“Was Meg self-centered or what?”

mislaidBooks on Tap read Mislaid  by Nell Zink at  Champion Brewery on February 1. In this novel about identity, a young lesbian enters an women’s college in Virginia, marries her male poetry professor with whom she has two children, only to flee with their younger child to pass as black in rural southern Virginia. The family is reunited when the children cross paths at the University of Virginia. Zink uses a satirical, HBO-inspired tone throughout, although one of our readers felt it only developed later in the story. We all agreed that she is a clever writer, although many of the readers missed her literary references. For instance, the specifics of the “theater of the absurd” flew over most of our heads, but the phrase resonates on its own. Frequently, Zink rewards the reader who explores these references. In one case, it led one book group member to Paul Bowles’ Sheltering Sky.  

Peggy, aka Meg, would be the focal point of any movie adaptation. Somehow while raising two small children and later hiding out, she becomes well read. However, she is a terrible playwright (perhaps Zink’s own self-critique). She also sees herself at various points as a failed lesbian and mother. She often doesn’t measure up to the people around her. Their success seems to lie in exploiting others; her success is in the lives she builds.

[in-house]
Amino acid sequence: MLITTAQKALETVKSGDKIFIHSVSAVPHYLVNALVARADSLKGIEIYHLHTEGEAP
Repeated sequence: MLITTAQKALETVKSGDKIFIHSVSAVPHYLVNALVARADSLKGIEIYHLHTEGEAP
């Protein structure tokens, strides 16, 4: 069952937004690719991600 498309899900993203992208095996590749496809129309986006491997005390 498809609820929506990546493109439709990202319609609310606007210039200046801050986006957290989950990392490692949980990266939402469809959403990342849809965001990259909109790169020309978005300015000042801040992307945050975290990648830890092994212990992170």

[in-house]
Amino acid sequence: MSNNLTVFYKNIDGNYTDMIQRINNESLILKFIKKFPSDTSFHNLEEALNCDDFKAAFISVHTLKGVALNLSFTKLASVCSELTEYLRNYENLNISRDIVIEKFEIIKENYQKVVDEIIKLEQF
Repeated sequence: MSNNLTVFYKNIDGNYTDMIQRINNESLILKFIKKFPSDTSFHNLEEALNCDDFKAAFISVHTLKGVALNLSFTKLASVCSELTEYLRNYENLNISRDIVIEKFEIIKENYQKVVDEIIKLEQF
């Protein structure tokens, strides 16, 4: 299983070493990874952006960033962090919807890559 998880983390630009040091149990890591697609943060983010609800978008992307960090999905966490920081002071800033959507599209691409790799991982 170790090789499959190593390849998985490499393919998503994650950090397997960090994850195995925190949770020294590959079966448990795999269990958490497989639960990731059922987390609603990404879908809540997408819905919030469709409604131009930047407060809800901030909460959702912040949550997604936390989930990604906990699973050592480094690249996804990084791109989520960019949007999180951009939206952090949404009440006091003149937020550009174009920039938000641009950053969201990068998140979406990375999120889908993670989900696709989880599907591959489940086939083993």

Her daughter Mireille, aka Karen, is mostly a boring cipher, although the two year discrepancy between her real birthdate and that of her assumed identity muddles perceptions. We decided that the coldness in the relationship with her mother was due to the independence both need to cultivate while in hiding. Her best friend Temple is the most sympathetic, believable character. His struggles as a young black man from an impoverished school system set him up as a foil for Meg’s son Byrdie whose main talent, by virtue of being  raised by his wealthy father’s family, is spending money well. The confidence of all three of the younger characters vary, but none of them is as pre-occupied with identity as their parents.

The group debated the believability of blonde, fair-skinned Meg and Karen passing for black. Would people naturally make that assumption or is Zink exaggerating for satirical effect? One reader wondered if Zink, who didn’t start publishing until her 50s, was inspired by former Spokane NAACP leader Rachel Dolezal . However, Meg and Karen aren’t alone for Lee is also always putting on an act.  We then discussed the fact that the book isn’t really about its much-hyped premise of passing for black, but about race, sexual orientation and class differences.

The ending is incited by a drug bust at the University of Virginia, inspired by the real-life Operation Equinox. Here the tone shifts, becoming, according to some critics, Shakespearean. However, we concurred that the dialogue at end was terrible. This kind of absurdist, antic satire deserves a more unorthodox ending.